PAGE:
A very important part of enjoying your wine fully and understanding the etiquette, is how to serve it well.
The first step is to make sure your bottle is at the right temperature. Too cold or too warm and you could miss a whole spectrum of aromas and flavours. Deciding the ideal temperature for your wine can be summarised by one rule: the lighter the wine the cooler, the heavier the less chilled.
One of the lightest wines is sparkling and they will be served around 8 degrees celsius. Some might like it even cooler, especially for very dry ones like “Extra Brut” (0 gram sugar supposedly) as the more chilled the more you feel the fresh acidity. Then around 10 degrees for vintage sparkling, “Blanc de Noirs”, as well as for light aromatic whites like Sauvignon Blanc. For full-bodied white wines (Chardonnay, blends from Portugal or the South of France) and light reds (Gamay, Nebbiolo or New World Merlot) serve at around 12-13 degrees. Going up to full-bodied reds (Bordeaux blend style, Touriga Nacional, Northern Rhône Syrah), these can be served from 15 degrees up to “chambré” (room temperature) which is about 18 degrees. Too cool will see a decrease in the fruitiness, and emphasise the tannins’ astringency.
Now that your wine is at the right temperature you are ready to open it. For sparkling just make sure that after freeing the cage your thumb is on the cork at all times. A cork will pop from the bottle at a speed of around 40km/h and accidents are still too frequent.
For still wines first choose your “weapon” for opening it as corkscrews come in many different styles. I will apply what is often true in life, “the simpler, the better” and will recommend the “Sommelier” type: not cumbersome and very efficient.
First cut the metal cap under the edging – far enough from the top so the metal and any impurities are not in contact with the wine. Use a serviette to brush off the neck in case of mould or uncleanness (side note: excessive mould does not mean that the wine is bad). Place the screw tip in the middle of the cork and turn straight and firmly almost until the end of the stem. Pull the cork gently and upright using the lever for about two thirds. Finish screwing down and lever again until the cork is out. Brush off the neck again in case of residue.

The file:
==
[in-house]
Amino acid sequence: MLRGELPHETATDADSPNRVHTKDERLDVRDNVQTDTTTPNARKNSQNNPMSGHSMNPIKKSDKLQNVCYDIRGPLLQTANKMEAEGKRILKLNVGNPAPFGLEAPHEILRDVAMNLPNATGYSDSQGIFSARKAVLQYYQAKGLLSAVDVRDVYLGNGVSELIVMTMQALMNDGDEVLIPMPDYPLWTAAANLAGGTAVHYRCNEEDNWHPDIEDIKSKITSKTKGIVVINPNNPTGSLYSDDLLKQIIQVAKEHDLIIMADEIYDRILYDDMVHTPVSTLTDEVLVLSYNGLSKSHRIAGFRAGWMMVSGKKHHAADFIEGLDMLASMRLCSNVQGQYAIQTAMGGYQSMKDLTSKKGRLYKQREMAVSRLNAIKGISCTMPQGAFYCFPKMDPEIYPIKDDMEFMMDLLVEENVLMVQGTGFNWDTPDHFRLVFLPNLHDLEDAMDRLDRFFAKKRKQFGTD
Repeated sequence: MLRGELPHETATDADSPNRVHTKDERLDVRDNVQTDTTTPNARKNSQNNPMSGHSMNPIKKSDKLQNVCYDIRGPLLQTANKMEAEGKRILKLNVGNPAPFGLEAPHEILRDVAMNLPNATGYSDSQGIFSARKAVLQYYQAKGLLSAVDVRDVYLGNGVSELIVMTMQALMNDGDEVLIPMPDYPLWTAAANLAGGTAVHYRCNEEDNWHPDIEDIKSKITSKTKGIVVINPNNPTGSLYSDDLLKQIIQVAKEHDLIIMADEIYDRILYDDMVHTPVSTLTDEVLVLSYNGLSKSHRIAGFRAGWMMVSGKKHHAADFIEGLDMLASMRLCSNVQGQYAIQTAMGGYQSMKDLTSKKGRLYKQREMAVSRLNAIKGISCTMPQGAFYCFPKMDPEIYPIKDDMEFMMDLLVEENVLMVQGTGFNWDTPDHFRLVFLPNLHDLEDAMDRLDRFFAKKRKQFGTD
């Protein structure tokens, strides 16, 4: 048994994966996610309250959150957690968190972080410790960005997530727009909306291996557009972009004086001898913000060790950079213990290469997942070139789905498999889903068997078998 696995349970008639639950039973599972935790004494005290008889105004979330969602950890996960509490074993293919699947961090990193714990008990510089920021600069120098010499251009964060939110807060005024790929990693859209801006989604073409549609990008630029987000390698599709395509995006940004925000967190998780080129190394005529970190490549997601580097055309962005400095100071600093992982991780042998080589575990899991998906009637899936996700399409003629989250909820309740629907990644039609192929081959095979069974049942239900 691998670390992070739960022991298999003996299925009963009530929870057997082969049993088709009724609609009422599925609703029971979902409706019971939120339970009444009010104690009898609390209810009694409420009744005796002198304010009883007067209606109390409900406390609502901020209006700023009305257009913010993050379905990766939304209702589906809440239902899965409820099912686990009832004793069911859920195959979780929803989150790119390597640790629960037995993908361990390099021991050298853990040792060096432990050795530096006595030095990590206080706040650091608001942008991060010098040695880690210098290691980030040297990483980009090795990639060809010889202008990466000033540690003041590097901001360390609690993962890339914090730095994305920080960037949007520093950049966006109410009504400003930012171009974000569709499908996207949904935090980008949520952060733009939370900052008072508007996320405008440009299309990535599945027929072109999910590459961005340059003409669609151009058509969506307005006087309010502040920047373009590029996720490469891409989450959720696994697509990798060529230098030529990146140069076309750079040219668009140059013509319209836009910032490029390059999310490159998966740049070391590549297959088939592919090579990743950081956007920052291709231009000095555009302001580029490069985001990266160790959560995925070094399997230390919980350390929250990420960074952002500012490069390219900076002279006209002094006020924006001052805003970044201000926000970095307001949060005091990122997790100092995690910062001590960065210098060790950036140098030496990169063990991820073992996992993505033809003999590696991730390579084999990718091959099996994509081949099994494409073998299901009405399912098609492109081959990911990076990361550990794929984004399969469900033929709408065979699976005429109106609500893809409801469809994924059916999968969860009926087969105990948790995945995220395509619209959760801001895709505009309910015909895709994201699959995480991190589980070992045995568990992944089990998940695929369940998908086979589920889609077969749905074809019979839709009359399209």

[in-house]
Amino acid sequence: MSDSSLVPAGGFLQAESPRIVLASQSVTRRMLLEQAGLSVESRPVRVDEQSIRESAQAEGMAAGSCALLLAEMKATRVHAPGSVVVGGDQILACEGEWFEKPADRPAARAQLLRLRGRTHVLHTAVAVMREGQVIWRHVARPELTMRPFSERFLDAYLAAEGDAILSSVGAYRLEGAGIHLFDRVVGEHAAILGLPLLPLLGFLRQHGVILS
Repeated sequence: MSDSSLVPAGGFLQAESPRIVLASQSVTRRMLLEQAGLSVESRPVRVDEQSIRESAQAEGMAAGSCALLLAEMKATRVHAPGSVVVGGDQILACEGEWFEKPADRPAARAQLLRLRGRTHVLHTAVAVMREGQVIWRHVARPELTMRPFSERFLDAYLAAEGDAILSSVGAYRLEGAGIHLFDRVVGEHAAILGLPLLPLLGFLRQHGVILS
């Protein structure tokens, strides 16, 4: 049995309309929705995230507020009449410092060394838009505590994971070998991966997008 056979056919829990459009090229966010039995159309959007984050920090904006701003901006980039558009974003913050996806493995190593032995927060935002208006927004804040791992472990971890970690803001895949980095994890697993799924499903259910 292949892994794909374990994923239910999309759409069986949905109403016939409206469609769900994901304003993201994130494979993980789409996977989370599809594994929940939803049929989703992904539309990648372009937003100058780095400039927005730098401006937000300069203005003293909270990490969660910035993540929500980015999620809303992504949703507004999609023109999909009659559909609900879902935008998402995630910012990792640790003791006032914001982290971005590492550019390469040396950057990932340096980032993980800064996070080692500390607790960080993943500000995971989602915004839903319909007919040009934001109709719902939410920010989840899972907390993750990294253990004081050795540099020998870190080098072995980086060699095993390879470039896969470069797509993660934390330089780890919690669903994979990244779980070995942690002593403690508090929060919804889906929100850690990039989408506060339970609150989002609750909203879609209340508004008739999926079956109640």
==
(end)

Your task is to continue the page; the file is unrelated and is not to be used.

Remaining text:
In a restaurant it is customary to place the cork in front of you to check its condition and make sure it is not corrupted. I personally like to smell the part that was in contact with the wine, even if it reveals little about its quality.
Serve a little to your glass first to make sure the wine has no faults. Then serve your friends/guests (ladies first) and after pouring when you lift up the bottle, do a twisting movement with the wrist so no drops end up on your friend’s favourite white shirt. By David Rouault
Blend of white grapes with the Malvasia Fina being aged in oak for six months. This is a full-bodied white that should be served at around 13 degrees. Rich nose of exotic fruits with a fugitive brioche scent. Vivid acidity with ripe lemon, chalk and yellow grapefruit, and a long finish of crushed seashells.
Blend of Touriga Nacional, Touriga Franca, Tinta Roritz and Tinta Cão this is a full-bodied red with a serving temperature of about 17 degrees. Very rich nose of cherry jam, cocoa bean, Italian leather, black fruits and dark wood. Lively palate with youthful tannins, spices and red fruits. Better after decanting for one hour.
Decanting? That will be the topic of our next chapter…
Wines available in some restaurants and at www.vinomacwines.com
David Rouault is a professional classical musician, part time wine consultant and full time wine lover, holding WSET Level 3,
Certified Specialist of Wine and Introductory Sommelier diplomas. www.dionysos.com.mo